As I organize my tenth grader for back-to-school, I’m realizing that we’re still missing some important items. One of my passions as an educator is helping non-traditional learners succeed in school. Whether they have a learning difference or ADD, I believe that if we work with kids, we can help all of them succeed.
Judith Kolberg’s Conquering Chronic Disorganization is one of my favorite books, but there are others that have also helped me come up with the following tips. And here’s an important point: while the items discussed here will help kids succeed all year long, your ongoing job is to be a consultant of sorts and help students know how to use them.
Let’s talk about learning styles and some organizational tips for each type of style. The thing we have to remember is that if a student LEARNS in a certain way, they should also ORGANIZE in a certain way. As I share these products, remember that you can pick them up from Staples — they always keep all of these things IN STOCK.
Also remember, that none of us is any “one” style. Whatever your thoughts on learning styles, using these methods can help anyone become better organized. (I use transparent folders myself and it helps me.)
An Essential Sense-Making Tip for kids: Theme the System
Come up with a theme for your child’s organization system. The problem with many children is that processes and procedures don’t make sense to them. They don’t bring papers home because they don’t know where to put papers to make sure they get home. And after Mom signs the paper at home, kids don’t know where to put them to make sure they get back to school.
You can help students succeed by theming how they’ll organize things like test review materials, homework, things that come home, things to return to the teacher, things for other students, etc. Then, for example, if your child loves football, consider the following system:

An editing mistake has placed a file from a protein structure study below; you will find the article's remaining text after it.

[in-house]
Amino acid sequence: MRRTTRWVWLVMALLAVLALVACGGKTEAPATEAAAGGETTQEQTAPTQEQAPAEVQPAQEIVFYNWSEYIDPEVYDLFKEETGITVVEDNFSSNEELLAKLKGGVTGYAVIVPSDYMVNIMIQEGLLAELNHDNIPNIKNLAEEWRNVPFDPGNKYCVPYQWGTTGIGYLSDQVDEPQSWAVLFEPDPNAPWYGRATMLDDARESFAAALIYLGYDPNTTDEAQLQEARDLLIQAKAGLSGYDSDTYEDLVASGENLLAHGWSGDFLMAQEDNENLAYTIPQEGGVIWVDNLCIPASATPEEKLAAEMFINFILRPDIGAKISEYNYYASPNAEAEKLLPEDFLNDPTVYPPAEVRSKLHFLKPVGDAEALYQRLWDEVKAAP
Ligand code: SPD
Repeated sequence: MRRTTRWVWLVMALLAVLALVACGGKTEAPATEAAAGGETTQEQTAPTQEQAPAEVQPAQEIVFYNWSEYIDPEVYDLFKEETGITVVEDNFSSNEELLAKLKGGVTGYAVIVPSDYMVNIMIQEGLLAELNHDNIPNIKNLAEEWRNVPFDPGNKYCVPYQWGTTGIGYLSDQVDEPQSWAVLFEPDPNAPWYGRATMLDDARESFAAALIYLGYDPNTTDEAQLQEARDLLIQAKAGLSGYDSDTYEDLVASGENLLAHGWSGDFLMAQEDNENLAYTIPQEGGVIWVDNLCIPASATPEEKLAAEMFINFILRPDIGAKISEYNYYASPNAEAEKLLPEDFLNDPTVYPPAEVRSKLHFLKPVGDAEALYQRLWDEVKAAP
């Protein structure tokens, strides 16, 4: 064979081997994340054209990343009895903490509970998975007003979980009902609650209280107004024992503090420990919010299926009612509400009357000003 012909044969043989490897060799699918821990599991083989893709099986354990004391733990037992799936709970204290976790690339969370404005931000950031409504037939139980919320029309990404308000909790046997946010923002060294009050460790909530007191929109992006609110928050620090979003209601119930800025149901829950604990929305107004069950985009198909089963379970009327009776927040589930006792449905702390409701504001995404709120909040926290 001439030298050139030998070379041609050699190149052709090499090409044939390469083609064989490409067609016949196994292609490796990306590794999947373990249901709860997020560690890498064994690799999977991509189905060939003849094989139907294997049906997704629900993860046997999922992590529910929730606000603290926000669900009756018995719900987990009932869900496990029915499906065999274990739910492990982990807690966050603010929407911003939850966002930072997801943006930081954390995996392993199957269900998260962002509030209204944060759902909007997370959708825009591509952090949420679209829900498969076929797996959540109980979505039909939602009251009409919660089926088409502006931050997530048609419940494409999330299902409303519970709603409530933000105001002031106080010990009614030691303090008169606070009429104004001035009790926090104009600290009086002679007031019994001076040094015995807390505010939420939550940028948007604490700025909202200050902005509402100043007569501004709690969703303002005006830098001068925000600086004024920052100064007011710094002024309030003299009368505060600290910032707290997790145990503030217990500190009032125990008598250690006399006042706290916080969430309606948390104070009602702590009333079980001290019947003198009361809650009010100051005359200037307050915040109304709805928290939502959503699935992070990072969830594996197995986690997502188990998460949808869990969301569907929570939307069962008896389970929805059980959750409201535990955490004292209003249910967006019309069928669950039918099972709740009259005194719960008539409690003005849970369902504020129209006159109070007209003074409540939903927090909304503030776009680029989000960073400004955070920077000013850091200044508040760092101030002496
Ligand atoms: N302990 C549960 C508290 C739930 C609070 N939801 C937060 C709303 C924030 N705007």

- Test Review Items – A folder with a football goal on it (Their goal is to do their best.)
- Homework Items – A folder with a football on it (Tests don’t happen as much, but they have to keep playing the game even if it isn’t time for a test.)
- Take Home to Mom – A cheerleader folder
- Return to Teacher – a coach folder
- Things to Give to Other Students – A team folder
- Planner – their playbook
Or, if your child loves to dance, you could have a system like this:
- Test Review Items – recital folder
- Homework Items – dance shoes
- Take Home to Mom – audience
- Return to Teacher – dance teacher
- Things for Other Students – dance troupe
- Planner – dance program
The key is to have visual reminders for each part of the planning system. Then, when you’re talking to a child who doesn’t really like homework, you can say, “Go get your playbook” or “Go get your dance program,” and you’ve got a positive anchor that they can understand. Use this system to organize their backpack as well.
My favorite way to make this system work is to purchase sticker paper. Then you put whatever images you want on sturdy notebooks, folders, and planners.
Other Tips to Help Every Student Succeed
- Make sure they have a paper planner/calendar that fits their style. I recommend letting students pick one out. You can also purchase Happy Planner stickers to customize their planner and make it their own.
- Color code their classes by coordinating supplies for each class. For example, cover the math book in a blue cover and get a blue binder. For literature, you could cover it in red and get a red binder and a small red plastic box for index cards. You get the idea! Then use that color to highlight the class on their schedule. For each class, they’re ready to grab and go based on color! (You could go one step further with a multicolored pen that lets students write on their calendar in the color of the class.)
- A sturdy pencil bag can hold pens, markers, crayons, a small ruler, a calculator, and possibly their planner.
- A jump drive / memory key is important for older students who need to take computer files with them.